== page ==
Identifying relevant fraud risk factors
Under the newly enacted Tax Cuts and Jobs Act, the Federal estate, gift and generation-skipping tax (GST) lifetime exemption amounts have now increased to $11.2 million for individuals and $22.4 million for married couples. After increasing with inflation each year through 2025, the exemption amounts will revert back to the 2017 levels ($5,490,000 and $10,980,000) on Jan. 1, 2026. These substantial, yet temporary, increases in the exemption amounts present a unique opportunity for the implementation of various estate planning techniques that will allow the transfer of wealth to future generations.
The Bipartisan Budget Act of 2018, passed by Congress and signed by President Trump on Feb. 9, 2018, retroactively extends over 30 tax provisions that had expired at the end of 2016. This one year extension applies to the extended provisions and is effective for 2017 only. Many of the extended provisions are related to energy credits which are especially important for businesses and individual taxpayers.
Among the data exposed in the Equifax breach of 2017 were Social Security numbers, which thieves can use to file a fraudulent tax return using taxpayer information obtained in the breach. Tax-related identity theft is one of the top tax scams on the IRS "Dirty Dozen" list and the breach will exacerbate that problem.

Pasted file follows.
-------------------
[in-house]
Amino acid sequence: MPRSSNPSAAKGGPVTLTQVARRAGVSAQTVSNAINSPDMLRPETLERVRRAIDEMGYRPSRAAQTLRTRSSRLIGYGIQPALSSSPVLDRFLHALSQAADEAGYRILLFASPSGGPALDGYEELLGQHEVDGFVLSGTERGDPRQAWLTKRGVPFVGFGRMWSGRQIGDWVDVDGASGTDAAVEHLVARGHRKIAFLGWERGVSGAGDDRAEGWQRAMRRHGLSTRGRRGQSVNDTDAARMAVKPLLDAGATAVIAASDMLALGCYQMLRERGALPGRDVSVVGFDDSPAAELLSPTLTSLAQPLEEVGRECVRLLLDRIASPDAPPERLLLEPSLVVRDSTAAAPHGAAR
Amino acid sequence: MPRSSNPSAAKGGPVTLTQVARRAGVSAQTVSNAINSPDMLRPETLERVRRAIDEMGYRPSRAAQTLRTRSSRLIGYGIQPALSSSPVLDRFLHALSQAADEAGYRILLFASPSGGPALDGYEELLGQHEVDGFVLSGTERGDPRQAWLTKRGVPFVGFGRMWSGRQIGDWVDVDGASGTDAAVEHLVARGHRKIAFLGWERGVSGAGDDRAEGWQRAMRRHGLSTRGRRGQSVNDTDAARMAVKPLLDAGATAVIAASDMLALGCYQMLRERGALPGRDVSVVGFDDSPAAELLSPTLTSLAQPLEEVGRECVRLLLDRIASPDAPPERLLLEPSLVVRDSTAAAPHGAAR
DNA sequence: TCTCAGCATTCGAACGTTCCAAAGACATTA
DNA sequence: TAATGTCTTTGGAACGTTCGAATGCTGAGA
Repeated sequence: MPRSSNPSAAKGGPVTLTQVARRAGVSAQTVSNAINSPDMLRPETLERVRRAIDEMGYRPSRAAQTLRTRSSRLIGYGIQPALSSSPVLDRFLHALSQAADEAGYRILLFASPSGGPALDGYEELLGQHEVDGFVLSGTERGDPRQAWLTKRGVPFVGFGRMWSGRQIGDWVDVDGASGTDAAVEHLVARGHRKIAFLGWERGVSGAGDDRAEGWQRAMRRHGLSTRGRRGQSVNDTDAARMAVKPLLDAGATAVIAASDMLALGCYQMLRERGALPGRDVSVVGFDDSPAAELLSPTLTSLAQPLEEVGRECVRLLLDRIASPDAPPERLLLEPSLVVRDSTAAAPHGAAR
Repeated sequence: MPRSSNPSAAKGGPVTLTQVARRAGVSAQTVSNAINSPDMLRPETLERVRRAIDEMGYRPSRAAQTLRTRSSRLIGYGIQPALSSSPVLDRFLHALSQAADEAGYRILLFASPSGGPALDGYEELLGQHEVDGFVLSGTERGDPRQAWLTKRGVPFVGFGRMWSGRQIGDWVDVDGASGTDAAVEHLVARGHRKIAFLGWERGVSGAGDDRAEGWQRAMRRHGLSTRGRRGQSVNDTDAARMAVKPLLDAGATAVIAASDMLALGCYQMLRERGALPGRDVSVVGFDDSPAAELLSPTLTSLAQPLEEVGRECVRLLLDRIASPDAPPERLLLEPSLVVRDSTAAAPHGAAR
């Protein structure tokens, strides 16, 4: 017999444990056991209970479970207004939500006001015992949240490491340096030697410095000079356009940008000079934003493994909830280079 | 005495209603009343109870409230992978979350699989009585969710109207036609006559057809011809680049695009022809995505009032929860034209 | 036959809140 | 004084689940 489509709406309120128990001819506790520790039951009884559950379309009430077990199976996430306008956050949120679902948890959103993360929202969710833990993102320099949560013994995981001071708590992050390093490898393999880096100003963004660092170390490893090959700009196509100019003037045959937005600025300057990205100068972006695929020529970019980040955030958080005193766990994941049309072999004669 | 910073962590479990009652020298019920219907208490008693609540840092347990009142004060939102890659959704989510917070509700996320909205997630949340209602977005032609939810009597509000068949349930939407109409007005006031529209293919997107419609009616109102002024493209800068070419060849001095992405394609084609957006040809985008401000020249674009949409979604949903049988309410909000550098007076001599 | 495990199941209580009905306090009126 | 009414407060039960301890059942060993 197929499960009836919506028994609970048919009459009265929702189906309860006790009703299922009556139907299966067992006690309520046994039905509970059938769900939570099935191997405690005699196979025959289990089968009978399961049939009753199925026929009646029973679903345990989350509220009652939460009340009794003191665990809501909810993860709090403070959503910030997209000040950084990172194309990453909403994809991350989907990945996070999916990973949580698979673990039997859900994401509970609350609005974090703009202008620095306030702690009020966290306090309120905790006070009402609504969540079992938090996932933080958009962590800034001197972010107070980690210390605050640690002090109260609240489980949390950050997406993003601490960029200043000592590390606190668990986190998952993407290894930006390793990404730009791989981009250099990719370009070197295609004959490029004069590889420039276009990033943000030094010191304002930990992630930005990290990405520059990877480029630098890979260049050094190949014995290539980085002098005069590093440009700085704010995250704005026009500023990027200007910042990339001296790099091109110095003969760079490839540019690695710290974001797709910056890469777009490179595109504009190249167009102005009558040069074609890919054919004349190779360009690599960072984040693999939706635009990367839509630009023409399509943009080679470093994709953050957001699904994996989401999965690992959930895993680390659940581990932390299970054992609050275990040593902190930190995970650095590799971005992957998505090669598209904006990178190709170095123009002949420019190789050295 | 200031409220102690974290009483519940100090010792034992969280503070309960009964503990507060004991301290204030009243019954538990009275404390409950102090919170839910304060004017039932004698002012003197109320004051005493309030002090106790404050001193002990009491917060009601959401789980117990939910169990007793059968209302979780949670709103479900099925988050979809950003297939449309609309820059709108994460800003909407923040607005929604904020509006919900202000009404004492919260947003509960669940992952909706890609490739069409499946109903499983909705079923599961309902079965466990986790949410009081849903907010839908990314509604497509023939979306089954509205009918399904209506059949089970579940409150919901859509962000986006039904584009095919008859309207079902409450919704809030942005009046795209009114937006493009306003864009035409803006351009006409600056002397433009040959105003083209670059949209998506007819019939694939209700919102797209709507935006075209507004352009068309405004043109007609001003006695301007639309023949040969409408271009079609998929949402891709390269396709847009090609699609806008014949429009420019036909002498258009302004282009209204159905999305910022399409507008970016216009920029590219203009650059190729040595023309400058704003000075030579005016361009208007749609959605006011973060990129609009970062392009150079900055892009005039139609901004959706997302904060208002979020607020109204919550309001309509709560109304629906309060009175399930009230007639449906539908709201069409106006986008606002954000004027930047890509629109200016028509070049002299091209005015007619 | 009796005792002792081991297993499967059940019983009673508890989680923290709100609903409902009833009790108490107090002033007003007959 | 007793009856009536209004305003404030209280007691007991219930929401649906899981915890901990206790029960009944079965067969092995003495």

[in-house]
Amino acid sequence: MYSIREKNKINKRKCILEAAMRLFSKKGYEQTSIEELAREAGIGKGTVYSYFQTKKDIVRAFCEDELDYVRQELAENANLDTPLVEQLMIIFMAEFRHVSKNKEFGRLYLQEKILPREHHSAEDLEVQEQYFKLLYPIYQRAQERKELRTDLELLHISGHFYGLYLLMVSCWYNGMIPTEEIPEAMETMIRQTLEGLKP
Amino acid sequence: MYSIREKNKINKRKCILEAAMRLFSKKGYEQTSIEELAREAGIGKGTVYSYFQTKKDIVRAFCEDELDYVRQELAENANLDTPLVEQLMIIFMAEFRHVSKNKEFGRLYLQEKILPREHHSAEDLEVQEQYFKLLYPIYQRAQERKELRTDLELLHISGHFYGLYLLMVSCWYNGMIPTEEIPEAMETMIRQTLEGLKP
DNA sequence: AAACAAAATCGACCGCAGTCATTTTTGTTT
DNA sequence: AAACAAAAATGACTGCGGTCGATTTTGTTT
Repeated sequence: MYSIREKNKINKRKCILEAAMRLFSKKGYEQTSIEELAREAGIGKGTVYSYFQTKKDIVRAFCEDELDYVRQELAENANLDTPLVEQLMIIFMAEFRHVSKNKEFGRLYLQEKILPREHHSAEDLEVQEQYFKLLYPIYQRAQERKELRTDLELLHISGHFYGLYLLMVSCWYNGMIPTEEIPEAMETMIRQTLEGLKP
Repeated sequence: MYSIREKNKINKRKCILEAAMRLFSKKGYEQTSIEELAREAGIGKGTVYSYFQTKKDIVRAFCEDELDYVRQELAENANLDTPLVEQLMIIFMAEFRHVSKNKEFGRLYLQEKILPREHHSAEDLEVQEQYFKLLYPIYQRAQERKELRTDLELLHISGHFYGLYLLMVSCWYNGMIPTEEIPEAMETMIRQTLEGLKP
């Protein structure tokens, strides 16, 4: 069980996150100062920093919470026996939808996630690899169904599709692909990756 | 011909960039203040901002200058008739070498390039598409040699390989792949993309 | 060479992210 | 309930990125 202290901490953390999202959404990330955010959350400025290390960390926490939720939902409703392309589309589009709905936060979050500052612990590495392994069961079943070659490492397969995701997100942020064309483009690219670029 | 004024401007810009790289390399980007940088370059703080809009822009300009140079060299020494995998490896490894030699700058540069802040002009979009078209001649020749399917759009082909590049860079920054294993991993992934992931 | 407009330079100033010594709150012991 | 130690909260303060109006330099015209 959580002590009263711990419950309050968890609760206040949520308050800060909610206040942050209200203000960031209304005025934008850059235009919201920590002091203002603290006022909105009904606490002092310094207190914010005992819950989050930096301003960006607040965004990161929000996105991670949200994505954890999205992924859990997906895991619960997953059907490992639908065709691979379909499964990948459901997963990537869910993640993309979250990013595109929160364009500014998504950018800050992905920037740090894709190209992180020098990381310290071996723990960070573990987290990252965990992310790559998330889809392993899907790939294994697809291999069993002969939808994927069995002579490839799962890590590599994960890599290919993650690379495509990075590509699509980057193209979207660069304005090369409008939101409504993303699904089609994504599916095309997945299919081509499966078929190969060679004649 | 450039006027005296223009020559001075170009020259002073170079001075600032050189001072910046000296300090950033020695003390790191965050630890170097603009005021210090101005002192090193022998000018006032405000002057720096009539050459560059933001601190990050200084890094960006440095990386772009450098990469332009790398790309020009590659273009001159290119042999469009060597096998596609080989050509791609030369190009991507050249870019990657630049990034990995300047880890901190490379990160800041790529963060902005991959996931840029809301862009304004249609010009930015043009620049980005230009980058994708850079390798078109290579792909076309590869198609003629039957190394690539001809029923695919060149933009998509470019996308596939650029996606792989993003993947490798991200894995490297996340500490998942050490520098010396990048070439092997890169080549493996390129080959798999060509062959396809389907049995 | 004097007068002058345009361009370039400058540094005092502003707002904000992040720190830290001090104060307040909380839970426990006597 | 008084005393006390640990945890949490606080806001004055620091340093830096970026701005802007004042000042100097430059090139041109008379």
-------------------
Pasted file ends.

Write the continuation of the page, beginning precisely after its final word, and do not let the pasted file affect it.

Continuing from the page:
Twenty years! That's how long Roth IRAs have been around. In the year 2000 only about $77 billion was invested in these types of accounts but by 2017 it is estimated that there is almost $3 trillion in Roth IRAs. While these accounts have enjoyed explosive growth over two decades, many things are not fully understood about this tax-free retirement account.
Beginning in 2018, regardless of when incurred, home equity loan interest is generally not deductible under the new Tax Cuts and Jobs Act. The IRS has issued clarifying guidance that taxpayers, in certain situations, can continue to deduct interest on a home equity loan, a home equity line of credit or a second mortgage, as mortgage interest. All the interest paid on these types of loans is deductible if they are secured by a qualified residence and the total loans do not exceed the home's cost. Also, the total amount of these loans cannot exceed $750,000, reduced to $375,000 for taxpayers filing as married filing separate.